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Joe Lyddon

9435 posts in 3515 days


#3 posted 12-01-2015 05:03 AM

GOOD JOB! Mork!

How well is the dust control just behind the cutter? ... still have chips around the sides, on top, etc.?

Looks really Good!

I’m surprised you used so much wood for the top when you had that steel top… (??)

Thank you!

-- Have Fun! Joe Lyddon - Alta Loma, CA USA - Home: http://www.WoodworkStuff.net ... My Small Gallery: http://www.ncwoodworker.net/pp/showgallery.php?ppuser=1389&cat=500"

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bkseitz

294 posts in 773 days


#4 posted 12-01-2015 06:00 AM

Mork, cool design! Do you think the tilt top is a better way to go for Router tables? I really like the long table top; One of the shortcomings I see in commercial tables. Same question as above “what are you doing about dust collection and how is it working?

Saw a lot of fixed tops when I was researching designs for mine, so thought going with the flow was the best option for my first table project. Still working on it though—had to switch to other projects which put this monster on hold. Woodpecker Wonderfence and Rockler supplied Incra Mast-R-Lift II in a 2’ x 4’ x 1” MDF top with plans to add a sliding table, storage and dust collecting cabinet.

It will be an upgrade to my old craftsman router table. Which has become nothing more than a junk collection table at present

-- bkseitz, Washington "if everything is going well, you've obviously overlooked something"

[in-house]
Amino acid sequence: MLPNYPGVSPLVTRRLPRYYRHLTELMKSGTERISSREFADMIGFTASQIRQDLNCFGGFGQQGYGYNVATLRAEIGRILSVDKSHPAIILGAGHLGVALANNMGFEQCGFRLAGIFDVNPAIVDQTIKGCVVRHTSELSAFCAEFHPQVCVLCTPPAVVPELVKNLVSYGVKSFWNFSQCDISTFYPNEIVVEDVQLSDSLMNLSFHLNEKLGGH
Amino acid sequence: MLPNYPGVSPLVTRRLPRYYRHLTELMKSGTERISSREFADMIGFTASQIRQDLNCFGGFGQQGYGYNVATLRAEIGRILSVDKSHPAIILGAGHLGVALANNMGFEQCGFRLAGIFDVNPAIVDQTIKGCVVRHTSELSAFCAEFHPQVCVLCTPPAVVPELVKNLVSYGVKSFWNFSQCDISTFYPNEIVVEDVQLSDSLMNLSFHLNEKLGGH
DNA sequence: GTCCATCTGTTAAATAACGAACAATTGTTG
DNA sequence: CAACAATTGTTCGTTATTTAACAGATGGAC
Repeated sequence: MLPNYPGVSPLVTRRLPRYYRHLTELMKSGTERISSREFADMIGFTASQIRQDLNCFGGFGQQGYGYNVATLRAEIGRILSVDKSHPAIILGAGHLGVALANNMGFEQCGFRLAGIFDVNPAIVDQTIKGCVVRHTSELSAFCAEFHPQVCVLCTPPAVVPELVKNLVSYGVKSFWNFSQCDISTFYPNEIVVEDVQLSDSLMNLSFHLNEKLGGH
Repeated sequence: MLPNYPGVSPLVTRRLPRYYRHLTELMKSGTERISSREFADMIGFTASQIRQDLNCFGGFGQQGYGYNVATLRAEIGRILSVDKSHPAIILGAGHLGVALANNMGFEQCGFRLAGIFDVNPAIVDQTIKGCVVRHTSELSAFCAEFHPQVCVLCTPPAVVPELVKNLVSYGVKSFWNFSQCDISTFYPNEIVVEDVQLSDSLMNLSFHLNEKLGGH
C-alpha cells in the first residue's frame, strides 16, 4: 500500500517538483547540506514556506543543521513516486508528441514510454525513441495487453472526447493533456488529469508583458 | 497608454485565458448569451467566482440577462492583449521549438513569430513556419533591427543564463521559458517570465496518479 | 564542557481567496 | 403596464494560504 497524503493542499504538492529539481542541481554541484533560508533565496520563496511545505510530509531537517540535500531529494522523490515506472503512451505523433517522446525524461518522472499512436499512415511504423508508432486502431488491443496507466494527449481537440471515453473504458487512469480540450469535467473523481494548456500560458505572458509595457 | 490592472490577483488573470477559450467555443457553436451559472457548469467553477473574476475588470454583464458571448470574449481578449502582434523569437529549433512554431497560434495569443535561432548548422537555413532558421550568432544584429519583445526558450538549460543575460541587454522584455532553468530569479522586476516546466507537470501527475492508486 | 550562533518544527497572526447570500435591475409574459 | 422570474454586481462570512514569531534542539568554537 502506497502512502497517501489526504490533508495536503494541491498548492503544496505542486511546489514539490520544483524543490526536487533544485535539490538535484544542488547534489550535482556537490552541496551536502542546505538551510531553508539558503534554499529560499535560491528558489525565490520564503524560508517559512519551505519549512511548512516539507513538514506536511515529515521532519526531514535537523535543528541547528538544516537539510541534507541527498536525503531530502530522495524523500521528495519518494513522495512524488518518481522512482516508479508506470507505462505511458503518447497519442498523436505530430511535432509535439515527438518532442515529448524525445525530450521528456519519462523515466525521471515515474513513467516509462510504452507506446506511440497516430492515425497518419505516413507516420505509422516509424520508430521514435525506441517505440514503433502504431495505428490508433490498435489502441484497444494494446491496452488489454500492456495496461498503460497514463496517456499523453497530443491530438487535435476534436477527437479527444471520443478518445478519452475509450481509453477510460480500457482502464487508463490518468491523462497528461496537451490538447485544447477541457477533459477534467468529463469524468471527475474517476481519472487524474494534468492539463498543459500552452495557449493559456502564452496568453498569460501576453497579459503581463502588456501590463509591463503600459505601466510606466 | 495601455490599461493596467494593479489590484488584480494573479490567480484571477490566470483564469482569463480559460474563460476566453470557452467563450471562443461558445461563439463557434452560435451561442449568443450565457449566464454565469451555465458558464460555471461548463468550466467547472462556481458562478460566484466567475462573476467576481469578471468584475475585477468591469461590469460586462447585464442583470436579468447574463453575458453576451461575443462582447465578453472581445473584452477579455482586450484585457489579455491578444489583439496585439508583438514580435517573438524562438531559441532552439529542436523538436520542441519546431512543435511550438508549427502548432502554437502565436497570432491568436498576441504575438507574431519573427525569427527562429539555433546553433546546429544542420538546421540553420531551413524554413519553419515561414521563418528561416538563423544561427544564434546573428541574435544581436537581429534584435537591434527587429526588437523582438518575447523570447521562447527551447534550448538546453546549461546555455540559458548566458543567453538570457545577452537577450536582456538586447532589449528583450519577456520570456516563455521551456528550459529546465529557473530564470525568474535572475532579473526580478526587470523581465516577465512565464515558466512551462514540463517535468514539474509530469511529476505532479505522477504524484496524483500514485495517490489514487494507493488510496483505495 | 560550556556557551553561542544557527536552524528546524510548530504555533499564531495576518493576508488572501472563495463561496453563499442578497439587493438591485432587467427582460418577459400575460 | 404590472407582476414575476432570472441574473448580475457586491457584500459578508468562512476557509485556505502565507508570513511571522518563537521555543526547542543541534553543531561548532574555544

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RJ2

151 posts in 3248 days


#5 posted 12-01-2015 12:40 PM

every time I get a nice router table going, I put a jig on it for some project and , don’t want to mess with it .

-- RJ, Tampa Fl, RJMETALWOODS.COM

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Mork

267 posts in 2238 days


#6 posted 12-01-2015 12:42 PM

The reasons for the table thickness is to keep it flat. First there is about a 12 inch unsupported overhang on both sides and the top of the steel table is warped. Fortunately it is basically flat but low in the middle. Plus the wood is not attached to anything, it’s simply the weight of the wood holding the table down. My original idea was to use a Plylam beam as a table top. These beams are amazing but I had no way to surface plane the 24 inch width. Dust collection is probably 95%. I wish it was better but really not too bad. I think making the table insert hole smaller would help this and I may make several inserts for different diameter bits in the future. The fence is fantastic in many ways but I took a shortcut here… I originally wanted to have a hand crank that moved the fence parallel to the top. I’ll probably inlay rulers under the back side of the fence to aid in keeping it parallel but most often this is not an issue anyway… only when using the sliding fence. Overall I’m pleased with the table.